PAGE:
“People don’t assume I’m the winemaker,” Inman says. “Our gender certainly doesn’t impact how well we make wine. As more women winemakers and winery owners step into these roles, I’m hoping they do what I have tried to do.”

Inman found her own way to make a difference: coaching young women in the industry, giving them encouragement to work hard, move up the ranks and make a name for themselves.

“It’s been wonderful seeing the women I have mentored start their own brands,” Inman proudly says. “I think leading by example is the way to change that prejudice and culture to ensure more women do succeed in senior positions in our industry.”

What she’s drinking right now: The wines of Pam Starr from Crocker & Starr in St. Helena

Elizabeth DeLouise-Gant in vineyard
Elizabeth DeLouise-Gant (Photo courtesy of Conn Creek Winery)

Elizabeth DeLouise-Gant 

Conn Creek Winery

Elizabeth DeLouise-Gant grew up working on her parents’ vineyard in Napa, so she’s no stranger to the labor that goes into learning the winemaking process.

“If you don’t know, learn it,” DeLouise-Gant says to women looking to make it in the wine industry. “Build confidence through experience.”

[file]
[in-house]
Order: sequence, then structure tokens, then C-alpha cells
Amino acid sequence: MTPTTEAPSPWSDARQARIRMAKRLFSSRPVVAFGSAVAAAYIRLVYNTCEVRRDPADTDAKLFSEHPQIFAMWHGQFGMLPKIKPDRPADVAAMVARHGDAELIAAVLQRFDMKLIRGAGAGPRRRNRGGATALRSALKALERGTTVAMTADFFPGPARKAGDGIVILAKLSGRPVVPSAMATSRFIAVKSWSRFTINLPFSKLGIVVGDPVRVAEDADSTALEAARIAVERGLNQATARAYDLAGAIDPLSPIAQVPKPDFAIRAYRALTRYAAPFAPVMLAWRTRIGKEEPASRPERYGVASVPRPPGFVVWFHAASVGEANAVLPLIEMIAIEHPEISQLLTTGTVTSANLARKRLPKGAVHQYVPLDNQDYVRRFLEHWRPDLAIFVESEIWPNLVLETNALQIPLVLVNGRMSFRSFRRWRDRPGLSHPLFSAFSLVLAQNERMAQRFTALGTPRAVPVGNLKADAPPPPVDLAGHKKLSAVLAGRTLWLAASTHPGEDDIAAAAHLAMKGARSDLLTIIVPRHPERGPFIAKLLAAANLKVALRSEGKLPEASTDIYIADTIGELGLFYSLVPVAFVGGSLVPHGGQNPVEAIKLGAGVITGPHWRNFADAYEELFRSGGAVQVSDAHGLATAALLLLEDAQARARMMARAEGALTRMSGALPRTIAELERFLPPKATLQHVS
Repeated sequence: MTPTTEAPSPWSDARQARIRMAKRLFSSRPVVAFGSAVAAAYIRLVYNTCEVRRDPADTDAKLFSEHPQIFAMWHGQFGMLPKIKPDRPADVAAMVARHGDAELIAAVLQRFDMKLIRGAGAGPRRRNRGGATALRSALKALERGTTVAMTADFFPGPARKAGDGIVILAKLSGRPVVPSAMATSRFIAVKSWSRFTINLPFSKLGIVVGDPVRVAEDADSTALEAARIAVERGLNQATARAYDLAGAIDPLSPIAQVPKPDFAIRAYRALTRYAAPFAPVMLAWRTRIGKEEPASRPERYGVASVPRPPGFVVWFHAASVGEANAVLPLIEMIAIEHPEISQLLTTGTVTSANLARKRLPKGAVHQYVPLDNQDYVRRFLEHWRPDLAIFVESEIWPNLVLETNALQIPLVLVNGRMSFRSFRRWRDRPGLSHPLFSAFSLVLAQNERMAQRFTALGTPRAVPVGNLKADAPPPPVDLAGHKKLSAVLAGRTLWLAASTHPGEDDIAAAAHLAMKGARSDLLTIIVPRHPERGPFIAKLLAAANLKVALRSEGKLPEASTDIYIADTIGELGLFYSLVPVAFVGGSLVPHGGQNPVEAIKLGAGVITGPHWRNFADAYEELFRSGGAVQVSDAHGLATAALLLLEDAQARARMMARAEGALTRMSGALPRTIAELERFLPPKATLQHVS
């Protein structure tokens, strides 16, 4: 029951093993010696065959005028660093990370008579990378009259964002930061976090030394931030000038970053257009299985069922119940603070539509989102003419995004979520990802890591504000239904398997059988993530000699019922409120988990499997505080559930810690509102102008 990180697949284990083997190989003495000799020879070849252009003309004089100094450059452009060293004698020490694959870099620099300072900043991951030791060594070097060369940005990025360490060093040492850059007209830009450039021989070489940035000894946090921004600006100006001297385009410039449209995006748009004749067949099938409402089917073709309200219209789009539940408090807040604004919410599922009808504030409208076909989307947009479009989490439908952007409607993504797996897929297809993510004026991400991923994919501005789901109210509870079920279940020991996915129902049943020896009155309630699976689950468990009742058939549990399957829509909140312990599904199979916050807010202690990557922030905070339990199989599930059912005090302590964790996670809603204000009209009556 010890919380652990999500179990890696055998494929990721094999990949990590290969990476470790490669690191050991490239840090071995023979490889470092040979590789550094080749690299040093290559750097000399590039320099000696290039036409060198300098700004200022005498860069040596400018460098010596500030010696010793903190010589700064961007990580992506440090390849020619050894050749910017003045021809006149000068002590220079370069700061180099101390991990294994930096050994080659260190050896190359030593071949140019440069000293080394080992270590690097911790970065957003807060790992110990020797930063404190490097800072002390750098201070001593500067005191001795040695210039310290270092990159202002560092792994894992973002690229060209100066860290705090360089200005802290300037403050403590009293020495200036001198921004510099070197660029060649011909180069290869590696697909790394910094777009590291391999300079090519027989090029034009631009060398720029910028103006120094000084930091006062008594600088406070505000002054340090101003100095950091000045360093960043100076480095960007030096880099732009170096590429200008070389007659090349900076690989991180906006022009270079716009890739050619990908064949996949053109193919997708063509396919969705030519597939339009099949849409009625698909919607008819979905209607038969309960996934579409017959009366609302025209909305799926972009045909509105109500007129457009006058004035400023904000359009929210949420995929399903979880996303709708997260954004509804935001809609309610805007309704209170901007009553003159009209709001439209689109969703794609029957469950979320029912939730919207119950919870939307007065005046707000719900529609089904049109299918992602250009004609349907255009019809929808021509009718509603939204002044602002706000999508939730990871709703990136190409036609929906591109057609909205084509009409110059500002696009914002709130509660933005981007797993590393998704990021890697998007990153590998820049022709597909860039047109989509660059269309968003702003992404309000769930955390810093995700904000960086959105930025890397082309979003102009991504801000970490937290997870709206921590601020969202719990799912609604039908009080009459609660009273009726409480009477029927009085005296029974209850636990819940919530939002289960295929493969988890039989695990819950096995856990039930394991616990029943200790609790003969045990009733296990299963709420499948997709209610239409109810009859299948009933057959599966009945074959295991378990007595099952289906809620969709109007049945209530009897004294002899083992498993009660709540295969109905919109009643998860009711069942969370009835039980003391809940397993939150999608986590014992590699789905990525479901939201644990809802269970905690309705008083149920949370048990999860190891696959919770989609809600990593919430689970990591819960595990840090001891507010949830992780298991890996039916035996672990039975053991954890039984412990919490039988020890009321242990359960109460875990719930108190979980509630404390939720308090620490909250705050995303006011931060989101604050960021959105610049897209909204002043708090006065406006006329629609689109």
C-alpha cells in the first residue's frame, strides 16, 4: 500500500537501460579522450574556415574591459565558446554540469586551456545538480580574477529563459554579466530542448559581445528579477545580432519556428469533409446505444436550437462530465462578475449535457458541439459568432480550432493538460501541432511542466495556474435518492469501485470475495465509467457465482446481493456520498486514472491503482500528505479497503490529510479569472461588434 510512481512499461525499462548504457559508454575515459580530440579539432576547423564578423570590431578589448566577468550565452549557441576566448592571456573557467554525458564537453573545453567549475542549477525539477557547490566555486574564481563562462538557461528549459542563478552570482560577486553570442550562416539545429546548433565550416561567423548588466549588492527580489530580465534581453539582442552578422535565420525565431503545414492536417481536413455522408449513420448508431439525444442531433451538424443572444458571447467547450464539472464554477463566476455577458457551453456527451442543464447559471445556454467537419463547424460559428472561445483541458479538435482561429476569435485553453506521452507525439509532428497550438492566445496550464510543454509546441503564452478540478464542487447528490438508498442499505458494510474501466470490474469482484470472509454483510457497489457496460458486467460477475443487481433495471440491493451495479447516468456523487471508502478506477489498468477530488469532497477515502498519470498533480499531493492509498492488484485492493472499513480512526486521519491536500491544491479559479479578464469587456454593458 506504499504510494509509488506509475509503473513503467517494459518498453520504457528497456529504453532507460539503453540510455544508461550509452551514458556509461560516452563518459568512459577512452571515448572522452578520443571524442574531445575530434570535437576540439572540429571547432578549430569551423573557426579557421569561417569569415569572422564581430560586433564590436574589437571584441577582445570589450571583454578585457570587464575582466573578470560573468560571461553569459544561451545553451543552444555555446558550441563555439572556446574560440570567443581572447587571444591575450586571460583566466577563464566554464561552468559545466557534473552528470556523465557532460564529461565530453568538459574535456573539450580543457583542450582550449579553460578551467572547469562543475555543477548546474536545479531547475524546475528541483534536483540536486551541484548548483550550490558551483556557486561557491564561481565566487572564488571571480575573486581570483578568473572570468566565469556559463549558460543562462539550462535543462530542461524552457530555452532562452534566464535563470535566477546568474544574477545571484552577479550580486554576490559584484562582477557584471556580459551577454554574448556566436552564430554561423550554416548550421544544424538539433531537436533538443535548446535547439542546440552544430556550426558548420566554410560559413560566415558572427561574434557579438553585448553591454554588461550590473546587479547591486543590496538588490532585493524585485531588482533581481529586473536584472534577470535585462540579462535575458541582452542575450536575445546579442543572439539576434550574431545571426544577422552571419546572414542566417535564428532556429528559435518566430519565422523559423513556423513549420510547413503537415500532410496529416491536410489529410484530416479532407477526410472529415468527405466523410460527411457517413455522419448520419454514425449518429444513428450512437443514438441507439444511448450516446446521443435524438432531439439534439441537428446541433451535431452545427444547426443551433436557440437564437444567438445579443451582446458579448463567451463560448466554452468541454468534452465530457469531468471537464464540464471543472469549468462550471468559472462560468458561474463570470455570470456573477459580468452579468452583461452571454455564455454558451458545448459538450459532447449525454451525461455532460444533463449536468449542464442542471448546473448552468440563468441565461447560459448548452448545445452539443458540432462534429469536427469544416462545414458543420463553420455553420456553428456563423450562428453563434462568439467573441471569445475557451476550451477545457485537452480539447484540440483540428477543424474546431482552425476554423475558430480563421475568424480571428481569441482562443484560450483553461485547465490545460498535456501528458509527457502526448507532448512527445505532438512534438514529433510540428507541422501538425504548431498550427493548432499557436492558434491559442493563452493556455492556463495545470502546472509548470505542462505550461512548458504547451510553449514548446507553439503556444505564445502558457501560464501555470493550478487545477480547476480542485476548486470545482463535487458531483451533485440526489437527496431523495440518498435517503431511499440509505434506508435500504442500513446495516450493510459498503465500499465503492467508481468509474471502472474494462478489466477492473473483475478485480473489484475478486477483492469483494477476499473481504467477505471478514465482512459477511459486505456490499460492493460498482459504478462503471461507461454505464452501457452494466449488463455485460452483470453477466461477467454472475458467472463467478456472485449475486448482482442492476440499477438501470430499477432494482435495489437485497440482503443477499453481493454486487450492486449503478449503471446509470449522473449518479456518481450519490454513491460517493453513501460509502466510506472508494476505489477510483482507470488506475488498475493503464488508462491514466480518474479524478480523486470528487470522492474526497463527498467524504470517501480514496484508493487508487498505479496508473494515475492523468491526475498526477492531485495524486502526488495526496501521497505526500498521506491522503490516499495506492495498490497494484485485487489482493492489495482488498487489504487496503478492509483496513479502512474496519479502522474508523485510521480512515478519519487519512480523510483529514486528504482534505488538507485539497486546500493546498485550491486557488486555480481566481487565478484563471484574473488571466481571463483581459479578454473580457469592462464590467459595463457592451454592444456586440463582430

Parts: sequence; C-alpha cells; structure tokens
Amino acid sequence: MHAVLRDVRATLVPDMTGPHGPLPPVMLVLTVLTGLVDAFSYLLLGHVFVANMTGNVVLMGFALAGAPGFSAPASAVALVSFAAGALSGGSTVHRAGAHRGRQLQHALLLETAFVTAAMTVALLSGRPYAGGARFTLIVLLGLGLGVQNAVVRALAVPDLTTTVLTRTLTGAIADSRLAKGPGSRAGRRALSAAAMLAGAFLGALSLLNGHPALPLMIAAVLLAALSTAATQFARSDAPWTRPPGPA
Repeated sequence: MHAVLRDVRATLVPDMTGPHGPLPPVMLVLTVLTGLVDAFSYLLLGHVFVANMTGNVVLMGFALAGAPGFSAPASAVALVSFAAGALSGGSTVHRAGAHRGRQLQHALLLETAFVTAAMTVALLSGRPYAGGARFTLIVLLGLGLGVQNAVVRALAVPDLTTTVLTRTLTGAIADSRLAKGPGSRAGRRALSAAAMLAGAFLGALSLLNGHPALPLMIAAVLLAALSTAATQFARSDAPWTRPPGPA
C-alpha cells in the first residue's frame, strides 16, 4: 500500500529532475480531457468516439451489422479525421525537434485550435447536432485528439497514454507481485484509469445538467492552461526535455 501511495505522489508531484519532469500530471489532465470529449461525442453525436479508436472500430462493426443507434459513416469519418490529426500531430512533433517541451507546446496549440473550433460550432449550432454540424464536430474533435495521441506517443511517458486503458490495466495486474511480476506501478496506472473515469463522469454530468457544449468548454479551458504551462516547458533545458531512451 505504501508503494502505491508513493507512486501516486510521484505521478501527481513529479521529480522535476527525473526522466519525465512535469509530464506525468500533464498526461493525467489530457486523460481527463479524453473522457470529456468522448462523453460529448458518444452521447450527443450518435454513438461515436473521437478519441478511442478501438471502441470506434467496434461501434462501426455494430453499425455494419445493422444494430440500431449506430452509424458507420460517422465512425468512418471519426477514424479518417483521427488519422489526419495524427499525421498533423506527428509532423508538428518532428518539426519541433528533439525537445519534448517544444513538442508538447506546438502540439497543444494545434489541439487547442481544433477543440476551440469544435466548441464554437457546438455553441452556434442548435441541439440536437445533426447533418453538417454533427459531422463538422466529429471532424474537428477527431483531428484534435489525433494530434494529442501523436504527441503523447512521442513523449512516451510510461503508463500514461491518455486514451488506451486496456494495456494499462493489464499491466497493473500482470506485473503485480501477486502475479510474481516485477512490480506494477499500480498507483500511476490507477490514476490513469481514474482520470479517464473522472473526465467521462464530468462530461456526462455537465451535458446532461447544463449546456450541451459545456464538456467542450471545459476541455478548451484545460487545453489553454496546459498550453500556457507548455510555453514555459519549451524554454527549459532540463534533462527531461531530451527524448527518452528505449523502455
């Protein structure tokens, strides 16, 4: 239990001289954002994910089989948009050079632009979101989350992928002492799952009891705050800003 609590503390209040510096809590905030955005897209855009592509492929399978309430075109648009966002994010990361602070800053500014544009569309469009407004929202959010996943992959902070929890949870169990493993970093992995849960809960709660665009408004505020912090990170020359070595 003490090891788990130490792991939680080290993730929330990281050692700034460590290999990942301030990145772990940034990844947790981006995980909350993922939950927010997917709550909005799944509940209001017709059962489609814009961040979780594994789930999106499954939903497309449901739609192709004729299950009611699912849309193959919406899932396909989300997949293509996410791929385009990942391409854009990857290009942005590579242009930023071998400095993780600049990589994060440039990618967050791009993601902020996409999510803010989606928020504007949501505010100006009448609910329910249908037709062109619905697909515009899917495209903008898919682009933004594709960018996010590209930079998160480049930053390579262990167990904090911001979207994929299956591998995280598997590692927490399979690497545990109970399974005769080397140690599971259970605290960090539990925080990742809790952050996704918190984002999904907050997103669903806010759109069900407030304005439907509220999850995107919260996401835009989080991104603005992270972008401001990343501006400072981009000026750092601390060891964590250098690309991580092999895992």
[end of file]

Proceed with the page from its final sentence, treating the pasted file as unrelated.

Having been in the industry for so long, she’s experienced the downsides of being female in a male-dominated industry. But above all, she believes you can’t control what happens, just how you react to it. And that it’s the people along the way who make a difference in your path.

She notes two impactful groups: Women for WineSense and Women of the Vine & Spirits, both communities of women looking for professional development, fun events, and of course, discussion of good wine. Communities like these help younger women learn from the ones who came before them — and make connections that turn into opportunities for growth.

“It’s a good opportunity to connect with other women in various winemaking roles. I have worked hard to get to where I am. But I am also grateful to those who believed in me and gave me an opportunity,” she says.

What she’s drinking right now: Antinori portfolio, specifically 2018 Prunotto Barolo Cerretta

Katy Wilson in barrel room
Katy Wilson (Photo by Laurel Anderson Creative)

Katy Wilson 

LaRue Wines

LaRue Wines named its brand after founder Katy Wilson’s great-grandmother: “​​Veona LaRue Newell always lived by the belief that anything was possible through hard work and determination,” says Wilson.